Artistic Process

Beauty can be found anywhere but is often overlooked in the familiar. I seek to slow down and see those spaces that are taken for granted with new eyes. It usually starts with taking the time to walk around an area and explore. I love finding interesting intersections where man-made features and nature come together. I take numerous photographs on site, then sort through them in my studio and make decisions on what to paint. Landscapes that are seen in one’s everyday life take on new possibilities and beauty. 

I love variety to keep things fresh. From cities to farmland, large statement pieces to small studies. Each presents an opportunity to portray the hope and sense of peace we find encountering beauty.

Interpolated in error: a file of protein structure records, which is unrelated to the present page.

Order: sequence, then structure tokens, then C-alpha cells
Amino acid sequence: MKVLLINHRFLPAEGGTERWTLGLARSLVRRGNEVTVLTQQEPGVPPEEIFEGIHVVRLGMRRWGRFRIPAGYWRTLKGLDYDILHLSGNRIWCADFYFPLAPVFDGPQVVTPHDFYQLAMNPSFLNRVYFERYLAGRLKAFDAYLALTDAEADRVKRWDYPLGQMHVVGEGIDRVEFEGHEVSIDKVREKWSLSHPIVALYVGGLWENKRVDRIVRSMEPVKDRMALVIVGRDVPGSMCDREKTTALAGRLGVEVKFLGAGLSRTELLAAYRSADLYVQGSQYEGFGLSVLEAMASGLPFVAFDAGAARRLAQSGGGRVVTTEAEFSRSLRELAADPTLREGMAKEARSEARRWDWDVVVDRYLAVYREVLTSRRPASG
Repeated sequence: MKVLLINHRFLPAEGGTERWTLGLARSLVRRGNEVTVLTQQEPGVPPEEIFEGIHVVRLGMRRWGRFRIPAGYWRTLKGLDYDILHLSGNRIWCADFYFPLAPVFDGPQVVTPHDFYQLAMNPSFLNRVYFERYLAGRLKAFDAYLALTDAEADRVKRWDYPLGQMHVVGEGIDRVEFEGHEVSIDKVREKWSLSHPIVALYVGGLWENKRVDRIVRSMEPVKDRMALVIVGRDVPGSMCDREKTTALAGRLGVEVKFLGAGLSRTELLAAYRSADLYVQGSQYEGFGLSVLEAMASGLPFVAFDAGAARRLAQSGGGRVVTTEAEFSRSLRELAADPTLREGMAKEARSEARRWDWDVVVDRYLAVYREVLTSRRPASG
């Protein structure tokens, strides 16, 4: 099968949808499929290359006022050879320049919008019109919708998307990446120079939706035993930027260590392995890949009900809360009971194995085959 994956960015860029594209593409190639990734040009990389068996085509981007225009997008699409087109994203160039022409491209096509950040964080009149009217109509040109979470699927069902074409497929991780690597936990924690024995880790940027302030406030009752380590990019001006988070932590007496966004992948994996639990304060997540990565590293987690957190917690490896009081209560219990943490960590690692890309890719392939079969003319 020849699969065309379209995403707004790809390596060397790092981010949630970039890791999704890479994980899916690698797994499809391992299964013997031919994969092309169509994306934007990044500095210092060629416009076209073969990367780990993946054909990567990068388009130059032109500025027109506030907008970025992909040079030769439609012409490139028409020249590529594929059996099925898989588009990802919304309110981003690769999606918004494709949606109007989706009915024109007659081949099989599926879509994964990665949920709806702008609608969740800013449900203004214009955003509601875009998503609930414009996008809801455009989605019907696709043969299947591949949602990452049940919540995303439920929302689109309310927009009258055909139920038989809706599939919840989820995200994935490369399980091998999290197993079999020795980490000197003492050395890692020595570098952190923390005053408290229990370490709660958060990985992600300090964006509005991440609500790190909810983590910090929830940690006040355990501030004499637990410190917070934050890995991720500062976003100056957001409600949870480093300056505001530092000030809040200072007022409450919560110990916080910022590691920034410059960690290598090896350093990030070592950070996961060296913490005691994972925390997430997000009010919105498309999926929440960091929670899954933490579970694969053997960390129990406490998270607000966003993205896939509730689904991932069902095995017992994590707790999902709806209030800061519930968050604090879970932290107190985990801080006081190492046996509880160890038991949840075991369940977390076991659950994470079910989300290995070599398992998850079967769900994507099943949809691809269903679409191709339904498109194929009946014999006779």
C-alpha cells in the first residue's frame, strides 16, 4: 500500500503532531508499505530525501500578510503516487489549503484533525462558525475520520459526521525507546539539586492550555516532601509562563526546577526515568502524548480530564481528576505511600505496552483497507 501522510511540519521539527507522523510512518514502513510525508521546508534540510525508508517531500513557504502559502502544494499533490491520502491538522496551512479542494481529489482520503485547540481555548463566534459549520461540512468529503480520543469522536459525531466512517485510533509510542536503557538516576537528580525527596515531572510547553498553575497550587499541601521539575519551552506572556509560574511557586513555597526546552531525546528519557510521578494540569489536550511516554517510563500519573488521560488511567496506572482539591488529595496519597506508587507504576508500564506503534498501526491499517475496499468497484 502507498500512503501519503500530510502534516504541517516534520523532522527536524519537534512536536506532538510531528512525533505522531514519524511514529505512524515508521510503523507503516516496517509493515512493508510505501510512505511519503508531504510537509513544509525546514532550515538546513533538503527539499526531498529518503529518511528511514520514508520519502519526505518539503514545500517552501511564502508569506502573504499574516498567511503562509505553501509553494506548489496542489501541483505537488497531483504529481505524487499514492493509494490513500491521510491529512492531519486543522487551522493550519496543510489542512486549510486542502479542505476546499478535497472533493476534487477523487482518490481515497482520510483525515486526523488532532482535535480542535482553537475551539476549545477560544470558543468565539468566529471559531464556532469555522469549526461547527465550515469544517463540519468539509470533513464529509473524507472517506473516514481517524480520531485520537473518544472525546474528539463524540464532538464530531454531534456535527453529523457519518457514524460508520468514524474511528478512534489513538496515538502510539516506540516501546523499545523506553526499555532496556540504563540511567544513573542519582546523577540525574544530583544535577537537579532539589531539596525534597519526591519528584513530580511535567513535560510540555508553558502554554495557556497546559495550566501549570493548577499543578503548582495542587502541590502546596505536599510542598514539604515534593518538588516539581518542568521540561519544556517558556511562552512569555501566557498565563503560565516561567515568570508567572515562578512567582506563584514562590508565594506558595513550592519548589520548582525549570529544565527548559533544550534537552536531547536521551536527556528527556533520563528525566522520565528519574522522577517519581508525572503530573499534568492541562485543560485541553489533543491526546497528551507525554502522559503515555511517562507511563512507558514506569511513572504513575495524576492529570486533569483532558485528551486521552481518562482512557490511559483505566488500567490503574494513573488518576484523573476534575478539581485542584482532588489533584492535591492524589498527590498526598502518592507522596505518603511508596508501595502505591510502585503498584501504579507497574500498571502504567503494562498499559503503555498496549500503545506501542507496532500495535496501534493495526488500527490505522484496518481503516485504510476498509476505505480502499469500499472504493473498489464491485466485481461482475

Next, canvases are prepped with a bright magenta or cadmium red undercoat of paint. Compositions are sketched out and painting begins. While I don’t paint in a realistic style, I do always work from photographs of real places and moments in time. My photographs are always before me while painting, and the longer I look at the photograph the more I see; hints of color that I emphasize, and details that bring interest to the subject. 

Colors are blended on my palette, not on my canvas. As much as possible I avoid layering paint, instead I fill in spaces bit by bit, often the sky coming last. I love seeing the small spots of my warm undercoat coming through and creating interest. As I work, I will step away and come back to the painting so I can see what needs more attention and what's working. When I feel I’m close to finishing, I will often have family members come in and give their opinion on what works and what maybe doesn't. After making any adjustments, I reach the point of finishing a piece.